Meantime, in New York City, 3,000 employees of the city's public health system are unvaccinated, out of a total of 43,000, according to Dr. Mitch Katz, the system head.

"We do have temporary staffing of about 500 nurses who are filling in for those nurses who have not yet gotten vaccinated or have chosen for retirement," said Katz, speaking at Mayor Bill de Blasio’s daily news conference on Wednesday. "We haven't discharged anyone yet. And we do not intend to. We still have an open invitation to all of the people who are not yet vaccinated to please get vaccinated and join back to the health system with the best mission in the world."

De Blasio said those who were suspended without pay for failing to comply with the mandate would be welcomed back once vaccinated. He did not say how long their jobs would be held open, but said it would be a "reasonable period of time."

Speaking earlier on CNN, de Blasio said 92% of the city health care workers were vaccinated; it was about 85% last week. He said teachers and other school personnel were getting vaccinated more and more.

"In the end, it comes down to, you have to choose, are you gonna be able to keep that job, keep that paycheck, do the right thing, get vaccinated, the vast majority of people choose to get vaccinated," de Blasio said.

He said 7,000 school personnel were vaccinated between Friday and Saturday alone. In the previous 24 hours, 3,000 more got the shot.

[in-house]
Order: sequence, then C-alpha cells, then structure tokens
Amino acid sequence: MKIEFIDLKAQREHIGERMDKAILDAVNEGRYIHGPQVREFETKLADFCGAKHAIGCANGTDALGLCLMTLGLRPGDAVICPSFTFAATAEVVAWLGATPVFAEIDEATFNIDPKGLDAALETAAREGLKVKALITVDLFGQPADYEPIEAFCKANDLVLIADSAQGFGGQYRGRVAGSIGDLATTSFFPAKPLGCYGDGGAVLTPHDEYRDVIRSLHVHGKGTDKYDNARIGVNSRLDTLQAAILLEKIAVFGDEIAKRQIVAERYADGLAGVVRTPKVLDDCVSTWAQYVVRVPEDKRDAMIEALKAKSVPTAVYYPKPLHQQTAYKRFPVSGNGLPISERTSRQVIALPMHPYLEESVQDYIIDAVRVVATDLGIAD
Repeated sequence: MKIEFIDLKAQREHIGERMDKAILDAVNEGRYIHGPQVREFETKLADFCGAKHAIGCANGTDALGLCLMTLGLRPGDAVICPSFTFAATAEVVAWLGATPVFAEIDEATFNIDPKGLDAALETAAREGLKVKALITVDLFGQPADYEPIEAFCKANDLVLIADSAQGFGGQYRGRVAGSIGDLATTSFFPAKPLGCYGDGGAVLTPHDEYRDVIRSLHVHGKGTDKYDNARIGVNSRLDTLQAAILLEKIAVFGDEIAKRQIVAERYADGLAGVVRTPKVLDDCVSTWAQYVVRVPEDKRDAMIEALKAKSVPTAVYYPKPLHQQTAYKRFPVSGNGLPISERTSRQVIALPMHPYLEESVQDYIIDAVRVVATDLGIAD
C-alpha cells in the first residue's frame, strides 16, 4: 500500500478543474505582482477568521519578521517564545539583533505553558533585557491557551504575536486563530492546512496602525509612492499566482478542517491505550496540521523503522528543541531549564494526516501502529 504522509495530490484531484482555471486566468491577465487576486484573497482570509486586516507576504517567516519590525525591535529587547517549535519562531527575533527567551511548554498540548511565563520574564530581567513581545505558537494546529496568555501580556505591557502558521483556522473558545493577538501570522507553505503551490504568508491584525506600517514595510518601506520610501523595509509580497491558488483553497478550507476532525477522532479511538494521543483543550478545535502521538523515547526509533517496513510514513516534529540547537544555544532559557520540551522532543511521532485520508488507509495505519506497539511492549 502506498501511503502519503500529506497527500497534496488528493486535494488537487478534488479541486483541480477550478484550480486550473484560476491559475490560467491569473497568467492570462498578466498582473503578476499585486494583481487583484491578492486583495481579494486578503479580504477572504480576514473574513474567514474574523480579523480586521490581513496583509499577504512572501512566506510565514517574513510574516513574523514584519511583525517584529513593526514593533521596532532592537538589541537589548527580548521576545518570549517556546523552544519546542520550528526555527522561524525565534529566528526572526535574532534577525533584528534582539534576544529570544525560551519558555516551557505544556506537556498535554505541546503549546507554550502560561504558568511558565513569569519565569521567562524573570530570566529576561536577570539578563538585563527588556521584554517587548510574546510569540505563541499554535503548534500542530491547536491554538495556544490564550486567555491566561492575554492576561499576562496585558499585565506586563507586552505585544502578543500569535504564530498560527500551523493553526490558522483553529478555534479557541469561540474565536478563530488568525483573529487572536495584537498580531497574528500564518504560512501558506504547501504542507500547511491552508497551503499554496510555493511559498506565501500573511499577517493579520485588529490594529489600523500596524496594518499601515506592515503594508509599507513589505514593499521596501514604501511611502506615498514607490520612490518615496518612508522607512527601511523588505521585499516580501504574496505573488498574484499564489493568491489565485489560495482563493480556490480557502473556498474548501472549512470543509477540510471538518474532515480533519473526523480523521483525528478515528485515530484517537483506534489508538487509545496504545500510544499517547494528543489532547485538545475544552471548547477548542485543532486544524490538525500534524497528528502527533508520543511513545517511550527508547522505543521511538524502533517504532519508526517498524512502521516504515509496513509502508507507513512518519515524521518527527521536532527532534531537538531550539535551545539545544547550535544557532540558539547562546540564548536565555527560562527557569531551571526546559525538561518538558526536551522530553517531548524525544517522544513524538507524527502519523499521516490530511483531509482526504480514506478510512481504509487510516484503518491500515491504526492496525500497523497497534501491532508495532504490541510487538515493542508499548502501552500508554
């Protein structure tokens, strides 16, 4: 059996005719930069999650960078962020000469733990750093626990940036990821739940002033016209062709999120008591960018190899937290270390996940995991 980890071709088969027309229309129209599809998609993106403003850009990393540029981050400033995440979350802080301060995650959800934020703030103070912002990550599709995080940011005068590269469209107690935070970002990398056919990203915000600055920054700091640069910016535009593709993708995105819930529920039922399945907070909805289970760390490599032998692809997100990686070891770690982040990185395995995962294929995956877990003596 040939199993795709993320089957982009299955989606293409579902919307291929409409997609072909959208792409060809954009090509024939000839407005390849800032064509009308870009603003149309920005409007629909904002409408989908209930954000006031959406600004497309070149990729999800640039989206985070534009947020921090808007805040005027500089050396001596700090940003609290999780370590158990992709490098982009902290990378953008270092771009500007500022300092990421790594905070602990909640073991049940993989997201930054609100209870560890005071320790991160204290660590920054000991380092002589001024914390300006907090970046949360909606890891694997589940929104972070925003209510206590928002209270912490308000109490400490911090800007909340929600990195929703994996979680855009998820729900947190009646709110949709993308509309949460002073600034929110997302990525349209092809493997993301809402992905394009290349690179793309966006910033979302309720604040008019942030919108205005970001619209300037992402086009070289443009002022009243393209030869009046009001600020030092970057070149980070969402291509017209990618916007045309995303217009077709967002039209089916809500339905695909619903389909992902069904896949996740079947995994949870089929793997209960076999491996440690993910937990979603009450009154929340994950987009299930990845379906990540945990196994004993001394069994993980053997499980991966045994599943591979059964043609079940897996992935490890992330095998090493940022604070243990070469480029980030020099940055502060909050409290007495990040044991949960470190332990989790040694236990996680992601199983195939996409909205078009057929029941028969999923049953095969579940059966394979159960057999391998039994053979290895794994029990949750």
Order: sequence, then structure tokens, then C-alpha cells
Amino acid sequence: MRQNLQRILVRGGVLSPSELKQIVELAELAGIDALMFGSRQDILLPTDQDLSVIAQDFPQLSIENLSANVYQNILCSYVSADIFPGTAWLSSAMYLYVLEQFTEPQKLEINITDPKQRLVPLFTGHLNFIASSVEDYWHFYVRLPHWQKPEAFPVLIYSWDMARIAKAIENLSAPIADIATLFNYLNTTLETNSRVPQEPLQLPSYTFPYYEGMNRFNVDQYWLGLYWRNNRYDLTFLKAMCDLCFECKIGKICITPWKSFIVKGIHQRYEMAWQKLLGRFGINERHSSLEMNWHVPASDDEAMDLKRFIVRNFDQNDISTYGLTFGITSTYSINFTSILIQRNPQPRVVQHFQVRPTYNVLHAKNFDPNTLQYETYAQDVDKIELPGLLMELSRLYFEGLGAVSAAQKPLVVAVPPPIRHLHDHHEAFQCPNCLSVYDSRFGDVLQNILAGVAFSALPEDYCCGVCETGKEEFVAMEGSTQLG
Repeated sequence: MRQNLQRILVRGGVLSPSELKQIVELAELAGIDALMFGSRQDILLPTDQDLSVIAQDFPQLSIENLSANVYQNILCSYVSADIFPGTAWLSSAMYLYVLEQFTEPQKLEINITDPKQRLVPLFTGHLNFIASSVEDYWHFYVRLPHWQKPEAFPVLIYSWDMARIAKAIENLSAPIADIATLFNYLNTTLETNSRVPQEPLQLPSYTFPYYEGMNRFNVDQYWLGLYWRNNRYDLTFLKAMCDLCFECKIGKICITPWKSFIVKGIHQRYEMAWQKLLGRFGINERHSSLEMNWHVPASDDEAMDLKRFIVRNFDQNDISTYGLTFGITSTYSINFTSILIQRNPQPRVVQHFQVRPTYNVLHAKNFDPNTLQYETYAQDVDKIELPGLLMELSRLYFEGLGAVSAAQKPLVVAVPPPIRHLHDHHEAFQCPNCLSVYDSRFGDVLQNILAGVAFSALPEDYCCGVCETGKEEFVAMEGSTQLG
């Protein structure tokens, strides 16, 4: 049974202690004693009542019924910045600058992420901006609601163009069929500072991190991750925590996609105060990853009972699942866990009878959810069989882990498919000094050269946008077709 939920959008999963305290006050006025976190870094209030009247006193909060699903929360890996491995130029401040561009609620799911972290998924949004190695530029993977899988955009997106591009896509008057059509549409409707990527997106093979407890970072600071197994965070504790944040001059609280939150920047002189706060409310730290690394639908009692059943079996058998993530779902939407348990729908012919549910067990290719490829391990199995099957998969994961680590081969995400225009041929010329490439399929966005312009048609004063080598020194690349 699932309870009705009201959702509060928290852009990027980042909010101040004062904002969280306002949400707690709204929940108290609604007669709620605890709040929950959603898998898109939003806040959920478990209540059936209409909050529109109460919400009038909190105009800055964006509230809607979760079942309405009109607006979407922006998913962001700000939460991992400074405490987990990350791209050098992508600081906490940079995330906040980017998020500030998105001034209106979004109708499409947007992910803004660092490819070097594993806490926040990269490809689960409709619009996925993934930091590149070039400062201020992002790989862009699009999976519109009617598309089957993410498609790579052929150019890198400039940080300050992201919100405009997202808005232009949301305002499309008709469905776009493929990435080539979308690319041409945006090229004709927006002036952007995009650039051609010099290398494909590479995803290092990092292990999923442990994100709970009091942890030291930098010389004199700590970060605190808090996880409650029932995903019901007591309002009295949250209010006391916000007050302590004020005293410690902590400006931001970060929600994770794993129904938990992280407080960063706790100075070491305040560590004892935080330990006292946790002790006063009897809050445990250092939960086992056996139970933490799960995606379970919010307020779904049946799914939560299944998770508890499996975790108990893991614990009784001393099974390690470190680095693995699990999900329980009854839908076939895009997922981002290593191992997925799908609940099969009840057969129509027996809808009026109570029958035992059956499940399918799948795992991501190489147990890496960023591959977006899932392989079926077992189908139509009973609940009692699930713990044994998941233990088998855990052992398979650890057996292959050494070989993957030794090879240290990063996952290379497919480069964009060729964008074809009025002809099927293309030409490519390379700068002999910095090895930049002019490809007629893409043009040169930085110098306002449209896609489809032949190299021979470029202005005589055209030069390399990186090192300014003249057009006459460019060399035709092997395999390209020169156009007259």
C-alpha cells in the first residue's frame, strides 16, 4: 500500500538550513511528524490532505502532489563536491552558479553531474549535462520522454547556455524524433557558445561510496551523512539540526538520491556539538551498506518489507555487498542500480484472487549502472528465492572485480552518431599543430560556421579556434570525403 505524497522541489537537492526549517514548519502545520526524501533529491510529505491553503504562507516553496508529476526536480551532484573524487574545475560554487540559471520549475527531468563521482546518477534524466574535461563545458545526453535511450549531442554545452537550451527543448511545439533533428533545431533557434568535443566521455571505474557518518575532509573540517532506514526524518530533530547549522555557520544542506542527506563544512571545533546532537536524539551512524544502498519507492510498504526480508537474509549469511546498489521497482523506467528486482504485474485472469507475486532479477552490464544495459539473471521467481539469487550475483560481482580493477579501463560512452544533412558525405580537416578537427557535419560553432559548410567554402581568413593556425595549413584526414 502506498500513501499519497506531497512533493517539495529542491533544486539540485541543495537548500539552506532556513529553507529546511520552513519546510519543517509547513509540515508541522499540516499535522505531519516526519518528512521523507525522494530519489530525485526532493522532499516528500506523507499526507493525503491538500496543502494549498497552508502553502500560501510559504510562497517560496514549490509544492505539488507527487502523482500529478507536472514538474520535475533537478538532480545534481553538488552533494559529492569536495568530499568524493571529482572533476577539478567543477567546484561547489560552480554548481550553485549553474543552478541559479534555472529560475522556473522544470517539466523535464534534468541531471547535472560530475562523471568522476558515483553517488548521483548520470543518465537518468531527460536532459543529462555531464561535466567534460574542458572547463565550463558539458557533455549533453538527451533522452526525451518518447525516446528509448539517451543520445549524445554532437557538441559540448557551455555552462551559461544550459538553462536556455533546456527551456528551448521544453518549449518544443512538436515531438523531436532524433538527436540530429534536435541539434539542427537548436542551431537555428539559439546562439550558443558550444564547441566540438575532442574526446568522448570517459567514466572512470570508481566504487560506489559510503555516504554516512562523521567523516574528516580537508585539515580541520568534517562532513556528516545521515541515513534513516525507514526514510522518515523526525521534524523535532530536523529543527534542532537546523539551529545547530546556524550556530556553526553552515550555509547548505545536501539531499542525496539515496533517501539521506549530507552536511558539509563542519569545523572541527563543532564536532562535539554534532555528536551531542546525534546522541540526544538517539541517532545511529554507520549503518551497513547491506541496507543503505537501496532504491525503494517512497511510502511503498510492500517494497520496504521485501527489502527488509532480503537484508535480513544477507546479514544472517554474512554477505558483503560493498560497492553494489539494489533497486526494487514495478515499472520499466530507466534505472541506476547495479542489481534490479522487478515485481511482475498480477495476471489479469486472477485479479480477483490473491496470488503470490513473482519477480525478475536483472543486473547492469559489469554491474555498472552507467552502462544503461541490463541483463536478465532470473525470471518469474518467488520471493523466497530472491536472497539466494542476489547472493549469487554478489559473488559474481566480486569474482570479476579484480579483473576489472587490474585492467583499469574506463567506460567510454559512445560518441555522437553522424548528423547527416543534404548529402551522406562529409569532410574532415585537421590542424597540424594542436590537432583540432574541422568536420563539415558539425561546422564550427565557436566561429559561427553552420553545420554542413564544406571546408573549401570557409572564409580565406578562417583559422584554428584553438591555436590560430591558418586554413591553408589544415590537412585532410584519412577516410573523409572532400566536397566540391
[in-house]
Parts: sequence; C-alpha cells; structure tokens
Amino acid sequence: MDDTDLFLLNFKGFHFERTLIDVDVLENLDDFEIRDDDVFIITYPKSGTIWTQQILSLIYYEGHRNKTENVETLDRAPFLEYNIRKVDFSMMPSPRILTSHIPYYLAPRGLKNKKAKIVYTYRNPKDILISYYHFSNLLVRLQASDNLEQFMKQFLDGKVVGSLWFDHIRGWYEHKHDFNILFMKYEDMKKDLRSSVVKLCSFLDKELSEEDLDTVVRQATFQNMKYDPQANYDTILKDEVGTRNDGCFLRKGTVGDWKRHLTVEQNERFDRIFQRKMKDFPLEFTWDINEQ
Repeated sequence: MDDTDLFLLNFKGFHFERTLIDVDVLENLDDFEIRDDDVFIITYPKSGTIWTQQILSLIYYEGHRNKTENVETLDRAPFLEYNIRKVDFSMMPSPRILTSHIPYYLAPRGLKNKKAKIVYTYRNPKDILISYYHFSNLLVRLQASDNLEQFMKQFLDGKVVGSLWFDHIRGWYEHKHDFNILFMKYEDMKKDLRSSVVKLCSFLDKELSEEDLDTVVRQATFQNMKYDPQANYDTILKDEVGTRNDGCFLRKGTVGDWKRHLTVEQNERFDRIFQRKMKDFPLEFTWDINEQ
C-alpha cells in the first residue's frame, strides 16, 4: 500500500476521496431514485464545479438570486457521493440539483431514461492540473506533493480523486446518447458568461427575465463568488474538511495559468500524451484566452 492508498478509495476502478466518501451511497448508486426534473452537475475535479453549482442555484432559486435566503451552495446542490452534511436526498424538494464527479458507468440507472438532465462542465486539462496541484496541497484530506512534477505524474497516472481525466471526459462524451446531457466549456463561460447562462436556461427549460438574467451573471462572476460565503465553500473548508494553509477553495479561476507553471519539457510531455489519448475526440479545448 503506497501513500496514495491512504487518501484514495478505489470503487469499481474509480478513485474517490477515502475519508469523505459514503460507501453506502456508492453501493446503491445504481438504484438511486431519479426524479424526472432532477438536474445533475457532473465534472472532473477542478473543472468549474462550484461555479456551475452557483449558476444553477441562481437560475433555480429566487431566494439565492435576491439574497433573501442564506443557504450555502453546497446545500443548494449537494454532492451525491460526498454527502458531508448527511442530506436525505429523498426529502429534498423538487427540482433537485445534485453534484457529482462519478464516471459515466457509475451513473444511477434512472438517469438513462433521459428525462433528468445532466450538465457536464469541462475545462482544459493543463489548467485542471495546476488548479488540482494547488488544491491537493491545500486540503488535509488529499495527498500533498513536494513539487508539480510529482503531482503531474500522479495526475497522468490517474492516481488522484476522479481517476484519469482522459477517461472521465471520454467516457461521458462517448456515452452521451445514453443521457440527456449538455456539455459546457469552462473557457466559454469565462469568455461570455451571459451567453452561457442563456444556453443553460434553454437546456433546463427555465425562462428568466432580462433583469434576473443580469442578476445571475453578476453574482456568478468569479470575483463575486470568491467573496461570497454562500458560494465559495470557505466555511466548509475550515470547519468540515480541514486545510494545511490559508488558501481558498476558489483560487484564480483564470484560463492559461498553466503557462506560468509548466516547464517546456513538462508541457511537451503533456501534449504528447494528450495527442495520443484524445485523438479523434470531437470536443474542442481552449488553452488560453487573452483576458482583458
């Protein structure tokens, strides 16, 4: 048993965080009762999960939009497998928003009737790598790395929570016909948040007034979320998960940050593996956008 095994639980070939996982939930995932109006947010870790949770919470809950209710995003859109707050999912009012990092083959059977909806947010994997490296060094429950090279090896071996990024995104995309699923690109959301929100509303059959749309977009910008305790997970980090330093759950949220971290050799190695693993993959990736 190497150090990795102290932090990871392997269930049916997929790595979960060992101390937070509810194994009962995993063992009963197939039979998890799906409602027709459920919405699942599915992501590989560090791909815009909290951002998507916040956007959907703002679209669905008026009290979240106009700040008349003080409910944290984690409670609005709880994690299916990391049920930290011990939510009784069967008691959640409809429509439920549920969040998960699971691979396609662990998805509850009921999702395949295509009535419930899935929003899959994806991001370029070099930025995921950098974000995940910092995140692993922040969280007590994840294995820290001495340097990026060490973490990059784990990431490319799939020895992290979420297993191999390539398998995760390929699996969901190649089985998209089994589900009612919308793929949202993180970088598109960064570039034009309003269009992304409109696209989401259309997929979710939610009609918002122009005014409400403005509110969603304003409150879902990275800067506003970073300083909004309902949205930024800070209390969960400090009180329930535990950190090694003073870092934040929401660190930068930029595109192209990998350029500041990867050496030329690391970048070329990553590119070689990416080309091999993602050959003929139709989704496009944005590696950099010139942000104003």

"Now we are getting out of the COVID era in this city," the mayor said.

On Wednesday, the U.S. Centers for Disease Control and Prevention issued a health advisory, saying people who are pregnant, recently pregnant or trying to become pregnant in the future should get inoculated against COVID-19.

Some people have said the reason they declined the vaccination is a concern about fertility. The CDC counters by saying the vaccine is safe and will "prevent serious illness, deaths, and adverse pregnancy outcomes."

The agency said 31% of pregnant people have been vaccinated against COVID-19. Rates are highest among Asian people at more than 45% and lowest among Black people at a little over 15%.

The CDC said there had been more than 125,000 confirmed cases of COVID-19 in pregnant people, including more than 22,000 hospitalized and 161 deaths, as of Sept. 27.

With Matthew Chayes